The problem with doling out big dollars for expected production is it often doesn’t work out. NFL contracts are multi-year commitments and are great comparisons for mortgages, car notes, and other big ticket items. They can wreck your financial situation if you make the wrong choices. When you pay tons of money for a player and your expectations aren’t met, you’re in big trouble because all your money is going to a non productive resource. If all your money is taken up by a few guys, you don’t have any other financial assets to use on other players to make your team good going forward.
I call this the curse of high expectations. If you pay for potential and expect lots of it by spending a huge sum, then you can easily be disappointed. If you go out and pay $1,000,000 for a home you expect the very best. What happens when the pipes burst, or the roof leaks, or the place ends up with termites? It really sucks because you paid that much to NOT experience junk like that. If you buy a luxury car like a Jaguar and the thing breaks down all the time it really stinks because you were expecting the opposite. One time there was a blizzard in Philly and you know what the worst performing vehicles in the snow were? Foreign luxury cars with real wheel drive. It was almost comical seeing all the big spenders stuck on the side of the road while the powerful diesel cars with good tires and front wheel drive had no trouble.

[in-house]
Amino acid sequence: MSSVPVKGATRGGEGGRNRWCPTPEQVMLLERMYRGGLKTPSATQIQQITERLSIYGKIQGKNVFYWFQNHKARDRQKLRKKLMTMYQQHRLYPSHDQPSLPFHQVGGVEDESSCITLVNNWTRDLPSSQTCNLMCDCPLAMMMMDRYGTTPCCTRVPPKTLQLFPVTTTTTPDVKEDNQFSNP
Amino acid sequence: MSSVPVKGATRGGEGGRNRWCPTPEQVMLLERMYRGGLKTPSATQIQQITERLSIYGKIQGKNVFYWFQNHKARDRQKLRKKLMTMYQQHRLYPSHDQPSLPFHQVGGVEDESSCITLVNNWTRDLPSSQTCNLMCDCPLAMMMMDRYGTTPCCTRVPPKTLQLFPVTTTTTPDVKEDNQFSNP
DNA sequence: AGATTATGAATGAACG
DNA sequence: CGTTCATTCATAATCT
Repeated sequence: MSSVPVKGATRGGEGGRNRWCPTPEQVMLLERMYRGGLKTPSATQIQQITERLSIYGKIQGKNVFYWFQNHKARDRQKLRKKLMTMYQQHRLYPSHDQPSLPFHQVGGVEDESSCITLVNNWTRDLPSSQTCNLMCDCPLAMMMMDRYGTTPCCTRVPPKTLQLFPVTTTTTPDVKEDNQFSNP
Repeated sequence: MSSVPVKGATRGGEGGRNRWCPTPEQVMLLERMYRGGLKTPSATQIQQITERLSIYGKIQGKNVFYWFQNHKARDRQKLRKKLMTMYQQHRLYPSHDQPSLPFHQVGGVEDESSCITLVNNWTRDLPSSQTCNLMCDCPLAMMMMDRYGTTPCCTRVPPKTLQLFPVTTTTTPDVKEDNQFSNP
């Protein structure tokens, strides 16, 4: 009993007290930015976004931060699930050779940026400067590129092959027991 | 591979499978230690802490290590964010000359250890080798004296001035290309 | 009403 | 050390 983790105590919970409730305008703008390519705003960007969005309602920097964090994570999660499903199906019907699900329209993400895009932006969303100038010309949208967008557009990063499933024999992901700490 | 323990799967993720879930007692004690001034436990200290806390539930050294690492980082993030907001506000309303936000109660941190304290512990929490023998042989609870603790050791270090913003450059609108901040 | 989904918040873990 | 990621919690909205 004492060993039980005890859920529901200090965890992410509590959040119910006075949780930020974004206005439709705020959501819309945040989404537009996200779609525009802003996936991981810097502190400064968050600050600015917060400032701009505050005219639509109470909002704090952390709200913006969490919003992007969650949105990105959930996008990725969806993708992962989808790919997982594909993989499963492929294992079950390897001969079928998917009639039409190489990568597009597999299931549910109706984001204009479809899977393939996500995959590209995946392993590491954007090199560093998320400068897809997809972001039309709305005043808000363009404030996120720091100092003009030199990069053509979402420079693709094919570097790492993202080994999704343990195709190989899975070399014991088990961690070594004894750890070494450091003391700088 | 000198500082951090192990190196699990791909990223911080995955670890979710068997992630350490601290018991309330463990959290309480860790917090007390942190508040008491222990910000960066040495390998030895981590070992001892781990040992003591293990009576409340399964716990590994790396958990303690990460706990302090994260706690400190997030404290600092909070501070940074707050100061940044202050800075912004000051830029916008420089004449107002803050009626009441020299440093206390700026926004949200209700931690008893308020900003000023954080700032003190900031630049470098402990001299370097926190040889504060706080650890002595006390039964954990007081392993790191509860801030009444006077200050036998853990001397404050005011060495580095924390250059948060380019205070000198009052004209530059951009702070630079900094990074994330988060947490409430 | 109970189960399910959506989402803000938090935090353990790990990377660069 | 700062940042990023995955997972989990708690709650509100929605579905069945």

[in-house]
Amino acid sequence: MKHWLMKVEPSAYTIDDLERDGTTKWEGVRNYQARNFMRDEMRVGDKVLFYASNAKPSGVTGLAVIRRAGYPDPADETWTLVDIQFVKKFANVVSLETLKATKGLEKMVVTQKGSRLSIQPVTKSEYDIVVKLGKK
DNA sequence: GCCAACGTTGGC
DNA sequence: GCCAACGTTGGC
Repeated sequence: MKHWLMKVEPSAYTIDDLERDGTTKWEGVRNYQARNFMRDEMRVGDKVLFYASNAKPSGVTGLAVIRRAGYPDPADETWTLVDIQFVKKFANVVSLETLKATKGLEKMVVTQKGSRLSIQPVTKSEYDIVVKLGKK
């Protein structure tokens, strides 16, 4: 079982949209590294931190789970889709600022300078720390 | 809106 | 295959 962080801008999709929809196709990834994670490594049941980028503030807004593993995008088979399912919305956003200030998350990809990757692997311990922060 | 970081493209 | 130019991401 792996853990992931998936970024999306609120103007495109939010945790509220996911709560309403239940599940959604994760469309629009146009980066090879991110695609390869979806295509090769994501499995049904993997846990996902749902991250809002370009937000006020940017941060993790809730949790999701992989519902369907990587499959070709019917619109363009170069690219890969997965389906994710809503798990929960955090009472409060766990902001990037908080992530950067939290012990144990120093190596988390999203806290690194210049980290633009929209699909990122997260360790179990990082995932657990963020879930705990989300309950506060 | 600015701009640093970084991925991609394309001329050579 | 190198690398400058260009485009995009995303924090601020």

Paying lots of money for big ticket items is a mark of a weak stomach. People get scared of uncertainty, and rather than embrace that and see what happens, you go with the brand name product and pay triple just so you don’t have to worry. If you make the trade up decision in all areas of your financial life, you will be broke AND will not be making your life efficient.